That's not necessarily a bad thing given AMD's current financial position and the company's desire to strike a different tone with the financial industry. Admitting the truth of where it stands and the need for change paints the company as an honest one that's willing to give real information on its operations, even when that information isn't good. The best way to follow up on such statements, however, is to deliver realistic good news about what's expected in 2008. Unfortunately, that didn't really happen, and the statements and projections AMD didn't make resonate more strongly than those it did.
According to AMD, platform-based solutions will remain a major focus for the company thanks to strong demand for them from its customers. Sunnyvale also gave some hard numbers on current quad-core shipments, stating that it shipped 34,000 Barcelona cores in the third quarter, expected to ship "hundreds of thousands" by the end of the fourth quarter, and would double Q4 shipments in the first quarter of 2008. The company also clarified what the exact state of Barcelona shipments is at the moment. Barcelona parts are shipping, but only to specific customers, and only in situations where AMD is able to work with the company to ensure that the TLB erratum will never be encountered. Phenom shipments will continue, but major OEMs aren't expected to offer complete systems based around the part until the end of the first quarter or the beginning of the second. This implies that most manufacturers are largely passing on Phenom until its TLB erratum is completely resolved, though AMD did not make that particular correlation.
AMD projects that it will ship Phenom and Barcelona parts in a 3:1 ratio through the first quarter of the year. Around the end of Q1/beginning of Q2, the new "B3" stepping of the K10 core should be available in volume. Once this occurs, Barcelona production and availability will be ramped, and the processor will be made available in volume to Fortune 500 companies.
That's basically all AMD had to say about Barcelona and K10. While the tone of the meeting would've made aggressive rose-colored predictions unpalatable, AMD's decision to say so little about what we can expect from K10 in 2008 was surprising. The company did discuss its transition to 45nm process technology, stating that samples were set to be delivered in January, with volume ramp beginning in the second half of 2008, but that projection is short enough to raise some eyebrows; it'll be surprising if AMD can switch to 45nm that quickly. AMD is working on a 45nm, octal-core K10.5 with 6MB of L3 per cache and an MCM approach (two quad-cores per die), but the die itself has not been produced on actual silicon—at least not yet.
Good vibes on ATI
ATI was the only real bright spot of the day. That particular segment of AMD is downright bullish in its expectations for 2008, and intends to challenge NVIDIA in the mid-range and high-performance desktop segments while simultaneously retaking market share in the notebook segment. New midrange and budget GPUs based on the RV620 and RV635 will be available in the first quarter of next year, and the company's RV680 (dual X3870 GPUs on one PCB) should debut relatively early in the year as well.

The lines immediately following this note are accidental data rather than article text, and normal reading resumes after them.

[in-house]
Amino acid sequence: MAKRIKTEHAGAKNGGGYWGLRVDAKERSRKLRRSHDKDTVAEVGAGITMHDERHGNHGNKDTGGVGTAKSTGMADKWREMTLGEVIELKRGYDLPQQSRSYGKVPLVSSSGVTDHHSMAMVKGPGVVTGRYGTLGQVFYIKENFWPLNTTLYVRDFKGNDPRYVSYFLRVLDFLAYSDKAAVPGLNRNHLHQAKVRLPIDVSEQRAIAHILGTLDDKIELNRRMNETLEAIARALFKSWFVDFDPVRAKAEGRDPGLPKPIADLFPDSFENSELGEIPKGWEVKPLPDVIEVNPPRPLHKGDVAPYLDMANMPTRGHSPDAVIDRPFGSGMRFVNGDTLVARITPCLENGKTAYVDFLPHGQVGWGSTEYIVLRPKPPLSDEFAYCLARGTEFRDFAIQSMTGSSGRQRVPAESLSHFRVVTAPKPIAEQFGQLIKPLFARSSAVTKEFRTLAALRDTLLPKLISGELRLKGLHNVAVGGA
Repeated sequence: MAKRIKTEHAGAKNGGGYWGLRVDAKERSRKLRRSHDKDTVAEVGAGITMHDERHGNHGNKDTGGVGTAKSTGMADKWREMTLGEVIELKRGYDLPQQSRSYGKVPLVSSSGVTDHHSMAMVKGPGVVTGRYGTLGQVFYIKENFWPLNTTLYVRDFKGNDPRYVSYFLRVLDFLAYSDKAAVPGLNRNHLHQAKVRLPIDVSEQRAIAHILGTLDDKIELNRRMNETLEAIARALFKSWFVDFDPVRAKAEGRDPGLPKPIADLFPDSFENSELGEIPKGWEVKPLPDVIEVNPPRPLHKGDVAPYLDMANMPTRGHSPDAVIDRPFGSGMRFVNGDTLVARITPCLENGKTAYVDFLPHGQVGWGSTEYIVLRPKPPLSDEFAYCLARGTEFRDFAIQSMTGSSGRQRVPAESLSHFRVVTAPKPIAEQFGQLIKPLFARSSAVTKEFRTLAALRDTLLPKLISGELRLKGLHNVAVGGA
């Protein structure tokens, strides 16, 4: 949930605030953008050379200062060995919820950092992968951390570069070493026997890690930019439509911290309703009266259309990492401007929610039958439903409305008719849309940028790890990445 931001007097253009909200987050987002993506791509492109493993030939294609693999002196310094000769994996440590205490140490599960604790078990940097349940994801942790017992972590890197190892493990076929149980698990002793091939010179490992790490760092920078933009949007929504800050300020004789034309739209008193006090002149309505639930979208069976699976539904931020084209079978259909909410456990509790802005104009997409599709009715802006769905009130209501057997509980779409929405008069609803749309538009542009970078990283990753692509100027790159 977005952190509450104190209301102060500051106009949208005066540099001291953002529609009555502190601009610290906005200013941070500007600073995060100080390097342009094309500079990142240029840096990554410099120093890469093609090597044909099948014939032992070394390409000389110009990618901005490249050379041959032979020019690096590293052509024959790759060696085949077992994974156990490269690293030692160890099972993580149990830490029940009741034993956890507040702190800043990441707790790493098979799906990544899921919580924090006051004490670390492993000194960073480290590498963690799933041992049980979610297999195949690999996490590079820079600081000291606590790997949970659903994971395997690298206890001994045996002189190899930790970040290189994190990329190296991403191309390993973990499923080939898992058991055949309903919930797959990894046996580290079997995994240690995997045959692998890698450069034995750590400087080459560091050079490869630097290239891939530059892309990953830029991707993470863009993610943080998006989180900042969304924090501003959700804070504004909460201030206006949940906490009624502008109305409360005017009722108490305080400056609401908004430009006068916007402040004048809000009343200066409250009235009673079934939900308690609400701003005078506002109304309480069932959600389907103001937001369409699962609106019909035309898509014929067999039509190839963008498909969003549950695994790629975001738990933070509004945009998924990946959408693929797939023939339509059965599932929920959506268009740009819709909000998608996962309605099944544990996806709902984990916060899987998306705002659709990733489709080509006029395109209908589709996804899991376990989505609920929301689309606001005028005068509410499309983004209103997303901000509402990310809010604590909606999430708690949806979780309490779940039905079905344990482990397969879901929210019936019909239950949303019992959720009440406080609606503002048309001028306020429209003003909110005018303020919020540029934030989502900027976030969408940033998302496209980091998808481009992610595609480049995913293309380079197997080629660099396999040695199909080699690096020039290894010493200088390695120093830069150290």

ATI also announced two new capabilities that will come with next-generation video cards and integrated chipsets. Going forward, integrated chipsets built on the 780G platform will be able to increase overall video performance by plugging in a budget or midrange GPU that will work in concert with the already integrated GPU to boost performance. Think of the combination as a weak Crossfire solution, but one that actually makes some sense; integrated users who upgrade to even a budget GPU will see a greater performance boost than they previously would've. ATI hasn't revealed much about this technology yet, but the company claims that it will function best with lower-end cards. As performance becomes increasingly asymmetric between the integrated GPU and the discrete part, the overhead created by enabling Crossfire inevitably overwhelms the advantage of using it.
The other announcement from ATI today is that it will begin shipping DisplayPort capable cards this year. DisplayPort is designed as an alternative to HDMI, and uses fiber optic cable rather than twisted copper. This allows a display to use a much longer signal cable before image quality begins to degrade. There are no DisplayPort-capable monitors shipping at this time, but various companies including Dell, Samsung, IBM, and Lenovo have all said that they will be adopting the standard in the future.
If not for ATI's recent resurgence, AMD's event today would've come across as downright depressing. AMD's presentations and speeches were meant to demonstrate both an acceptance of the company's current position as well as a determination to turn things around and put the CPU manufacturer back on track. Unfortunately, neither determination nor admission of accountability are easily converted into cash. Today's event didn't seem to be the work of a company that's expecting much good news in the fourth quarter, and the lack of information on upcoming K10 improvements cast doubt on that processor's ability to carry the company financially.